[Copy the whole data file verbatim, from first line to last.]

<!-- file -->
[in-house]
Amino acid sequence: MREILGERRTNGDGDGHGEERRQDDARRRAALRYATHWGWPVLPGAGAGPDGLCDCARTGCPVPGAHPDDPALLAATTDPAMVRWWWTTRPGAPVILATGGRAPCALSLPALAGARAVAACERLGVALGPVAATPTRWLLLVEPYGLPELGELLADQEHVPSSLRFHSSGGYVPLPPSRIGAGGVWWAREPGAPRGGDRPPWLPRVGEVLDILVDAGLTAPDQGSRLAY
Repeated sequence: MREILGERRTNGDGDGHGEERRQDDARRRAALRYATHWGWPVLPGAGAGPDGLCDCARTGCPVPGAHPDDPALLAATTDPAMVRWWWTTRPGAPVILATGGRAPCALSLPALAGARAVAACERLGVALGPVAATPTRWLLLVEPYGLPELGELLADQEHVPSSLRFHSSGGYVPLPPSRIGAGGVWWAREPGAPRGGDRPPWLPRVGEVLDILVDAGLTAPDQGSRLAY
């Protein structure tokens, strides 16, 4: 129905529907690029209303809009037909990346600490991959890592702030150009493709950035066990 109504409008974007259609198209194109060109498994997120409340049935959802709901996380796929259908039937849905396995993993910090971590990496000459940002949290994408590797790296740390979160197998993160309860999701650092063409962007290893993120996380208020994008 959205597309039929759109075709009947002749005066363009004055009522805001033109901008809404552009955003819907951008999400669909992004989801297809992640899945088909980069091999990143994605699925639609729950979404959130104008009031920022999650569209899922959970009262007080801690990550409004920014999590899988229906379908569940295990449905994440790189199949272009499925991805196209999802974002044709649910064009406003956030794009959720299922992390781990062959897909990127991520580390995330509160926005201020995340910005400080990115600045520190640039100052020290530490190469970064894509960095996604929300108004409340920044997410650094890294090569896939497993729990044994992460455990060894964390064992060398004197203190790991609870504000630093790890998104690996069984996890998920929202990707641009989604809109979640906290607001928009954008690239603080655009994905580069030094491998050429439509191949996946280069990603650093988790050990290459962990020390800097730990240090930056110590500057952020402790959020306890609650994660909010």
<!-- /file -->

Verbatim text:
[in-house]
Amino acid sequence: MREILGERRTNGDGDGHGEERRQDDARRRAALRYATHWGWPVLPGAGAGPDGLCDCARTGCPVPGAHPDDPALLAATTDPAMVRWWWTTRPGAPVILATGGRAPCALSLPALAGARAVAACERLGVALGPVAATPTRWLLLVEPYGLPELGELLADQEHVPSSLRFHSSGGYVPLPPSRIGAGGVWWAREPGAPRGGDRPPWLPRVGEVLDILVDAGLTAPDQGSRLAY
Repeated sequence: MREILGERRTNGDGDGHGEERRQDDARRRAALRYATHWGWPVLPGAGAGPDGLCDCARTGCPVPGAHPDDPALLAATTDPAMVRWWWTTRPGAPVILATGGRAPCALSLPALAGARAVAACERLGVALGPVAATPTRWLLLVEPYGLPELGELLADQEHVPSSLRFHSSGGYVPLPPSRIGAGGVWWAREPGAPRGGDRPPWLPRVGEVLDILVDAGLTAPDQGSRLAY
């Protein structure tokens, strides 16, 4: 129905529907690029209303809009037909990346600490991959890592702030150009493709950035066990 109504409008974007259609198209194109060109498994997120409340049935959802709901996380796929259908039937849905396995993993910090971590990496000459940002949290994408590797790296740390979160197998993160309860999701650092063409962007290893993120996380208020994008 959205597309039929759109075709009947002749005066363009004055009522805001033109901008809404552009955003819907951008999400669909992004989801297809992640899945088909980069091999990143994605699925639609729950979404959130104008009031920022999650569209899922959970009262007080801690990550409004920014999590899988229906379908569940295990449905994440790189199949272009499925991805196209999802974002044709649910064009406003956030794009959720299922992390781990062959897909990127991520580390995330509160926005201020995340910005400080990115600045520190640039100052020290530490190469970064894509960095996604929300108004409340920044997410650094890294090569896939497993729990044994992460455990060894964390064992060398004197203190790991609870504000630093790890998104690996069984996890998920929202990707641009989604809109979640906290607001928009954008690239603080655009994905580069030094491998050429439509191949996946280069990603650093988790050990290459962990020390800097730990240090930056110590500057952020402790959020306890609650994660909010």